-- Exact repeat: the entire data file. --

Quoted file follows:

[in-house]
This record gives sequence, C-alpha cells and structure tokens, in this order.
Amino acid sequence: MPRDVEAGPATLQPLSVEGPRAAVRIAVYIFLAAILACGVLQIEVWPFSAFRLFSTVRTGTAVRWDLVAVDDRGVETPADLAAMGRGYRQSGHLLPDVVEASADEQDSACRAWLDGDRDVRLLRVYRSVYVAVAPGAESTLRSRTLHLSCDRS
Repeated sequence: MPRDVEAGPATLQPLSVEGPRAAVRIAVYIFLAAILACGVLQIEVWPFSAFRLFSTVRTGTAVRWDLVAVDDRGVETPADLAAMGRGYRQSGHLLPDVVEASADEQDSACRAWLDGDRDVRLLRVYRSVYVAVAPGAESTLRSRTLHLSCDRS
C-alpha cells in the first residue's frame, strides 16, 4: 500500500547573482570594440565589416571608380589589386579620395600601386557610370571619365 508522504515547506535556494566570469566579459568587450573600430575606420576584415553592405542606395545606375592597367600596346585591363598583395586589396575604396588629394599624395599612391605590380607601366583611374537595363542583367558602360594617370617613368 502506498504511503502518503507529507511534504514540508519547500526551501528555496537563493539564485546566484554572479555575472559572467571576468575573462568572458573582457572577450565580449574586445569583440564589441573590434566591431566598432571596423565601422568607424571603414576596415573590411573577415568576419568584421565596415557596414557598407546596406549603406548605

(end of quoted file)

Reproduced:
[in-house]
This record gives sequence, C-alpha cells and structure tokens, in this order.
Amino acid sequence: MPRDVEAGPATLQPLSVEGPRAAVRIAVYIFLAAILACGVLQIEVWPFSAFRLFSTVRTGTAVRWDLVAVDDRGVETPADLAAMGRGYRQSGHLLPDVVEASADEQDSACRAWLDGDRDVRLLRVYRSVYVAVAPGAESTLRSRTLHLSCDRS
Repeated sequence: MPRDVEAGPATLQPLSVEGPRAAVRIAVYIFLAAILACGVLQIEVWPFSAFRLFSTVRTGTAVRWDLVAVDDRGVETPADLAAMGRGYRQSGHLLPDVVEASADEQDSACRAWLDGDRDVRLLRVYRSVYVAVAPGAESTLRSRTLHLSCDRS
C-alpha cells in the first residue's frame, strides 16, 4: 500500500547573482570594440565589416571608380589589386579620395600601386557610370571619365 508522504515547506535556494566570469566579459568587450573600430575606420576584415553592405542606395545606375592597367600596346585591363598583395586589396575604396588629394599624395599612391605590380607601366583611374537595363542583367558602360594617370617613368 502506498504511503502518503507529507511534504514540508519547500526551501528555496537563493539564485546566484554572479555575472559572467571576468575573462568572458573582457572577450565580449574586445569583440564589441573590434566591431566598432571596423565601422568607424571603414576596415573590411573577415568576419568584421565596415557596414557598407546596406549603406548605